My little cherubs are 8 years old now, eight and a half if you ask them, but they used to be tiny and we had to learn on the job how to properly rear them.
Back when they were first learning how to talk, they parroted everything they heard, as most babies do. Logan used to hold his arms up to me and say, “I want me to hold you.”
Totally melted my heart every time I heard it!
Trip would hold up his arms and say, “Hold you.”
My heart would melt with him too.
I played classical music in the car whenever they were with me because the prevailing internet opinion at the time was that classical music helped with brain development. What’s the prevailing opinion now? I have no idea. I finally figured out what worked for us and I no longer bother with trying to find out what the internet says to do about raising them.
One day when they were about 18 months old, I had the boys in the car and I was driving them home from Ed’s office. I had the classical music at a pleasing volume and the climate properly controlled. I was in my baby-brain-growing, earth-Momma element. I was reveling in my effective parenting.
Logan was babbling away. Trip let out the occasional play-scream.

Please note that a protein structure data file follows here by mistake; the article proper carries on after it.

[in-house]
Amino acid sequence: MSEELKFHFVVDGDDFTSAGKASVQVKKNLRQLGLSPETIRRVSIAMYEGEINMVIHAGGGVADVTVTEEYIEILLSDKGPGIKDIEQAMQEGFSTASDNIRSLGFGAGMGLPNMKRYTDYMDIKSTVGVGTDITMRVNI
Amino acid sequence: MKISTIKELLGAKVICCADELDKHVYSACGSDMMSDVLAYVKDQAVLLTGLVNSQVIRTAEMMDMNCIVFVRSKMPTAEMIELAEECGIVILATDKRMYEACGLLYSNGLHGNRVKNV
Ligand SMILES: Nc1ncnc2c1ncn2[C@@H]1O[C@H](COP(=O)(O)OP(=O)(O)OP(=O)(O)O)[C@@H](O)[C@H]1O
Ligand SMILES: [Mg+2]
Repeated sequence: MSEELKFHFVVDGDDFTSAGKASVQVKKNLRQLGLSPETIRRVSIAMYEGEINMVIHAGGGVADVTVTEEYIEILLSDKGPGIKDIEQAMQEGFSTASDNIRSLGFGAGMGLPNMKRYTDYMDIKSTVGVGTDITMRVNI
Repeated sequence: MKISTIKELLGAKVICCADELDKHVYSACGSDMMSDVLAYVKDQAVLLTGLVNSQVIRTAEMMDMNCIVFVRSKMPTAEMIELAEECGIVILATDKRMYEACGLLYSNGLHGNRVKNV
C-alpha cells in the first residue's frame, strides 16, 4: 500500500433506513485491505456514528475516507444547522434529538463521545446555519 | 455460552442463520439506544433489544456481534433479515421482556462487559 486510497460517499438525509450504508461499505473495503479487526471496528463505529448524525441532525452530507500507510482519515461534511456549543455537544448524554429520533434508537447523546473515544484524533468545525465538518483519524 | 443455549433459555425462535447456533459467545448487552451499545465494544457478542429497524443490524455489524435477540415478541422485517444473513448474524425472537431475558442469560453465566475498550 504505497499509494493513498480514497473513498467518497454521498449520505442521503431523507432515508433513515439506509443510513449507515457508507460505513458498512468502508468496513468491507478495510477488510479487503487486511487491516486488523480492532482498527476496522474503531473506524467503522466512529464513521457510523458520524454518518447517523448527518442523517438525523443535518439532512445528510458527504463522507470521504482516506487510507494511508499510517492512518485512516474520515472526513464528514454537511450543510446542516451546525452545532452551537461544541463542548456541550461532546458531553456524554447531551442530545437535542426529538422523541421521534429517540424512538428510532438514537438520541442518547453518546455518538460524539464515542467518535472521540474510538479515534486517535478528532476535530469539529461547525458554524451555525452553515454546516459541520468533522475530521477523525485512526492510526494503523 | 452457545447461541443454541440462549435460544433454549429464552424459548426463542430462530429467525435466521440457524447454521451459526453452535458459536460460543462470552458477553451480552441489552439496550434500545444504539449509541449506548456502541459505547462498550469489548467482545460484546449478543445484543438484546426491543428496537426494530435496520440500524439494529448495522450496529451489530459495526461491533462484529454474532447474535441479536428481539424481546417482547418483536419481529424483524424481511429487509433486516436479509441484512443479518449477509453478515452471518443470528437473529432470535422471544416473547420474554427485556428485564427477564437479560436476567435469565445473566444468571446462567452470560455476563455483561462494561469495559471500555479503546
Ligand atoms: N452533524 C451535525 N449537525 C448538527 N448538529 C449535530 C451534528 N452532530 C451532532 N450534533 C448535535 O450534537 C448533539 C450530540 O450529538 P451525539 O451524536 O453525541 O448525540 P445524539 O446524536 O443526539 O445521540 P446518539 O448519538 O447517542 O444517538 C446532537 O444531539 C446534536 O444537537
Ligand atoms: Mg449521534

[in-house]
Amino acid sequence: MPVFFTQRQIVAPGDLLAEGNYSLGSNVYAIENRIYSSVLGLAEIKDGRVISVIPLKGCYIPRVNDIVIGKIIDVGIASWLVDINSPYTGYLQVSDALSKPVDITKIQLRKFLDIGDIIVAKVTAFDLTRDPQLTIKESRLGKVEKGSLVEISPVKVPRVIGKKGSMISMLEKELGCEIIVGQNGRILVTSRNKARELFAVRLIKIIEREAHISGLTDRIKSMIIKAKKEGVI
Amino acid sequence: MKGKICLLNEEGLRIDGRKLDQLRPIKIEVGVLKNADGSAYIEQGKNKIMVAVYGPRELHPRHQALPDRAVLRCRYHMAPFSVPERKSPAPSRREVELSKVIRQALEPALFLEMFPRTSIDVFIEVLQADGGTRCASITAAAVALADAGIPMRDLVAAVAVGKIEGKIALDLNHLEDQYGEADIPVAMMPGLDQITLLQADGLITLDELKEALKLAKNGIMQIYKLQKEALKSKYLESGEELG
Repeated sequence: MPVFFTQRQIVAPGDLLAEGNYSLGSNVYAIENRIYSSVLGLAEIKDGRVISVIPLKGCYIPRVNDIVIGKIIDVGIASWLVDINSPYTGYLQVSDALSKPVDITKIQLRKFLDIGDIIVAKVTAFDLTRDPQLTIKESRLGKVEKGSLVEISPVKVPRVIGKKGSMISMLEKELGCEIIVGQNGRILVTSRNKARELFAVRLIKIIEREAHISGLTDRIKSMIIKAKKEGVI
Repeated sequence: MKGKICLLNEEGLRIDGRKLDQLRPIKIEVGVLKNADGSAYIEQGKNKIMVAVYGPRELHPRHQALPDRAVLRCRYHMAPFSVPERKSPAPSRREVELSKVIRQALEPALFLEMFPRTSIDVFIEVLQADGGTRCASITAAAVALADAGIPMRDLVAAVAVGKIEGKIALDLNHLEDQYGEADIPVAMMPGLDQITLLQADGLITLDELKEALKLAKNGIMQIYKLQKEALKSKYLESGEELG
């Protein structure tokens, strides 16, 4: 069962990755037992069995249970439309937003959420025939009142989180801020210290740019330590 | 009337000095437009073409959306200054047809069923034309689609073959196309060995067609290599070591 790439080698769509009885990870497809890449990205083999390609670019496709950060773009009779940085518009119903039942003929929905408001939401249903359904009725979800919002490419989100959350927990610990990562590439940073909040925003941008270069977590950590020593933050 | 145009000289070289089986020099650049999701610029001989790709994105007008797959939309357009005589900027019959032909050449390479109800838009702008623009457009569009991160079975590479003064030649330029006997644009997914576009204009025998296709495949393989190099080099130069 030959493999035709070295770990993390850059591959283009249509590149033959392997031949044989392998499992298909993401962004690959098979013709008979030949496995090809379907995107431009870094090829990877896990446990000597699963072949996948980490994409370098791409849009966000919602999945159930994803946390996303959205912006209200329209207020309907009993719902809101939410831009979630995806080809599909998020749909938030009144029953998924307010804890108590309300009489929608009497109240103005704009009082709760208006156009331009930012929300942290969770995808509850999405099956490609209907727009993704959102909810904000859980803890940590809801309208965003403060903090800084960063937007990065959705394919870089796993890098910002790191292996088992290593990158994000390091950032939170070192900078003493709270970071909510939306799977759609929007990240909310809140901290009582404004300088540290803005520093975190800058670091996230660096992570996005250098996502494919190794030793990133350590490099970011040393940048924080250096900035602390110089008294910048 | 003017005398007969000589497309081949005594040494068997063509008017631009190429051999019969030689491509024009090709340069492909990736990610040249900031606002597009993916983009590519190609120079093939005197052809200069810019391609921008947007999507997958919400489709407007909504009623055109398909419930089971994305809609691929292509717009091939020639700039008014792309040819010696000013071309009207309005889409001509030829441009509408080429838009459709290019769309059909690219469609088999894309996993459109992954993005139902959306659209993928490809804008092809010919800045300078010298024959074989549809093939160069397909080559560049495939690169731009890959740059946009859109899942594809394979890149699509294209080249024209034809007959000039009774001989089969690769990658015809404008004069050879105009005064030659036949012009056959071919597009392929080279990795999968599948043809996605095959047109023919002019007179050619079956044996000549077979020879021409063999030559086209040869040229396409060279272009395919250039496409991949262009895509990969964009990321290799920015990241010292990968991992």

I realize slowly that there was a phrase coming out of Logan’s mouth. I started listening more closely.
“Sonofabitch. Sonofabitch. Sonofabitch,” he said over and over. It’s like he was trying the words on for size.
Realization of what he was saying dawned on me as I pulled into our driveway. The thought that formed in my head was, Son of a bitch, where did he hear that?
Thoughts like that form so fast in your mind that the time it takes to actually to say those words stops them from being said (if you’re lucky). I realized where my little cherub had heard that phrase. He had heard it from me. Parenting awesomeness, indeed.
You can’t explain to a toddler why he can’t say that. I ignored what he was saying and tickled him as I took him into the house. Redirection for that little cherub worked wonders.